It’s worth pointing out that the most enjoyable aspect of the album is the strategically placed features fitting for each artists’ personality. The biggest highlight from ye is one of G.O.O.D. Music’s newest signees, 070 Shake. The 19 year-old New Jersey native shines bright on the album with her incredible vocals featured on nearly half the tracks. Her most gratifying feature is that on “Ghost Town” where her emo-like voice was almost meant for the song itself. Another notable feature is from Nicki Minaj, but not in the manner you would think. Her voice appears at the end of “Violent Crimes,” the final track on ‘ye,’ on a voicemail message where she says “I’m saying it like, ‘I want a daughter like Nicki. Aw man, I promise I’ma turn her into a monster but no ménages.’ I don’t know how you saying it, but let ’em hear this.” This line hints that she most likely gave him this line to appear in the song.

“I put my hand on a stove, to see if I still bleed/ Yeah, and nothing hurts anymore, I feel kinda free.” – “Ghost Town”

‘Ye,’ a thoughtfully crafted body of work, is as beautiful as it is confusing to process. While most who tuned in were looking for answers to our looming questions on Ye’s psyche and personal thoughts, the album only provided more confusion with seemingly unfinished thoughts. Perhaps he still hasn’t found the answers to the questions we’re asking.

This time around, West was under much more pressure and scrutiny for this album because of his outbursts online and shocking statements he’s made in the media over the last few weeks. Many thought his strange behavior was apart of a ploy to hustle more streams for his album, but in way it gave us a small clue as to what we could expect him to address on the album. He’s publicly addressed his opioid addiction and how people are calling him crazy, which in some way he confronts on the album. His outrageous behavior in the public eye turned a lot of his fans off but of course we all couldn’t resist tuning in to listen to ‘ye,’ the forbidden project was too tempting to not lend an ear to.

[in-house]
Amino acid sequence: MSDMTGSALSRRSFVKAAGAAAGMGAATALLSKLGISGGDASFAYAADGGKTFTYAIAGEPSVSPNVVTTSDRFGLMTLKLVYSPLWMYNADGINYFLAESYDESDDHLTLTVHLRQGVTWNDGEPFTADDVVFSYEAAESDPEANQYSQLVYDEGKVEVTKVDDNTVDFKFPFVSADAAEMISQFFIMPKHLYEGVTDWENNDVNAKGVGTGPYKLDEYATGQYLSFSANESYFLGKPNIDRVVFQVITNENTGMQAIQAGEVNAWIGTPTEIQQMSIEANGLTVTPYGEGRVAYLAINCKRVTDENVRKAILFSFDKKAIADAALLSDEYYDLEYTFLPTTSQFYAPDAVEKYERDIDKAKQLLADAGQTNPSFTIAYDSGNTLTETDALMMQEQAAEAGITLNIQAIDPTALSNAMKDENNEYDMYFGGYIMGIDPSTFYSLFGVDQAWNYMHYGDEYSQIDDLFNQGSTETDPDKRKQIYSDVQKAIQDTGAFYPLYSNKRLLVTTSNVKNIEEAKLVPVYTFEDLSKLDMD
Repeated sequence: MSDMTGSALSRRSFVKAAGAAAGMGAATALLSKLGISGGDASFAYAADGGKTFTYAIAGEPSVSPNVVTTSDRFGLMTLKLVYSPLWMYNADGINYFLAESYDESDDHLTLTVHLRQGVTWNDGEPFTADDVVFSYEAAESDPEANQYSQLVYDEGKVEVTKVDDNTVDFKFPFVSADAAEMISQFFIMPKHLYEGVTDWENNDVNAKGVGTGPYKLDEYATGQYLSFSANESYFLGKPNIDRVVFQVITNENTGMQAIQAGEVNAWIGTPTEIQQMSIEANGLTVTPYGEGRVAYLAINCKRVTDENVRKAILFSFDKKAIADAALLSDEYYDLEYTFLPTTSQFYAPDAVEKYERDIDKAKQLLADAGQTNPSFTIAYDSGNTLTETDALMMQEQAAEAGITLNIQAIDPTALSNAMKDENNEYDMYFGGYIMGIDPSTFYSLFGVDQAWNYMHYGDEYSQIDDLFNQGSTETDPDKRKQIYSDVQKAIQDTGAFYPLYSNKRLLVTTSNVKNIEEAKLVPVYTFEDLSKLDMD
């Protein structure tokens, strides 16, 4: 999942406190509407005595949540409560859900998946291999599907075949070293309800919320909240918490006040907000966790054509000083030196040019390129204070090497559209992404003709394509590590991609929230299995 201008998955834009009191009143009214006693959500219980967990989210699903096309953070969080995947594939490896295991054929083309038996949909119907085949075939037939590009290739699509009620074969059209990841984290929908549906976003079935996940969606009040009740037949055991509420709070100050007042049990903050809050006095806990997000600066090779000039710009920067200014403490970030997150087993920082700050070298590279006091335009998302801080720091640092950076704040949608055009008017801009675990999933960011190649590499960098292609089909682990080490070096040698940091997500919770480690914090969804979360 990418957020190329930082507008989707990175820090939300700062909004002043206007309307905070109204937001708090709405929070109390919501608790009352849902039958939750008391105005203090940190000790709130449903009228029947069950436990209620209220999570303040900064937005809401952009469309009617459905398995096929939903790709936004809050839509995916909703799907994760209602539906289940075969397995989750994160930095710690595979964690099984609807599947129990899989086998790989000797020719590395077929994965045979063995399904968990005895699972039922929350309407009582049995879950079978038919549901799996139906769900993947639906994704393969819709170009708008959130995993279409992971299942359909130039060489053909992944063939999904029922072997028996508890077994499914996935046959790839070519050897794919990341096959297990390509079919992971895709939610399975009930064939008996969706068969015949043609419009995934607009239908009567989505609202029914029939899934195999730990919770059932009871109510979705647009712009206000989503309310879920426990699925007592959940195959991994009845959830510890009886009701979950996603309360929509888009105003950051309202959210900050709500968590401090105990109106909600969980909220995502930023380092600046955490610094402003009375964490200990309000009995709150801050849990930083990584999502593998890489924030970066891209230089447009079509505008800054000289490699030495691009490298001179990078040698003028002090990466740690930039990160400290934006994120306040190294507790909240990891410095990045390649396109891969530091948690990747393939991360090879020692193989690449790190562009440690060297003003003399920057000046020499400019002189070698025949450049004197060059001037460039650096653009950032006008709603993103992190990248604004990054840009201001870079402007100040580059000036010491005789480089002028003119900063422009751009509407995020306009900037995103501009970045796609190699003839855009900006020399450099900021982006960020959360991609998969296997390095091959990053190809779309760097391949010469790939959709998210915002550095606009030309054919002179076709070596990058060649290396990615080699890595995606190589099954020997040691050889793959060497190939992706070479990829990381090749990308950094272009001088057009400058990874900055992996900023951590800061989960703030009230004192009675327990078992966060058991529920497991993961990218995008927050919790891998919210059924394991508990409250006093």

“I hear y’all bringin’ my name up a lot/ Guess I just turned the clout game up a notch/ See, y’all really shocked but I’m really not.” – “Yikes”

I’m sure everyone had their own expectations of what Ye would bring to the table, but honestly based on his last album you can’t have expectations when it comes to his music. If you take a look at his discography, you’ll notice he’s never made the same album twice. By this I mean he doesn’t stick to any one thing, instead he enjoys exploring sounds and doing the unexpected, that’s what makes him Ye. The saving grace for the album is despite how lost and chaotic he feels, his words remain hopeful for better things.

‘Ye’ is a very brief, yet, a satisfying body of work that acts as a breakthrough for Ye’s deteriorating mental stability and our personal tour into the mind of a perturbed man. The things that were revealed to us on this album were frightening and audacious, and yet Ye still found a way to make pain sound so sweet. The album deserves a fair listen because you’ll be surprised how much you enjoy it.

If you haven’t already, listen to Kanye West’s ‘ye’ below.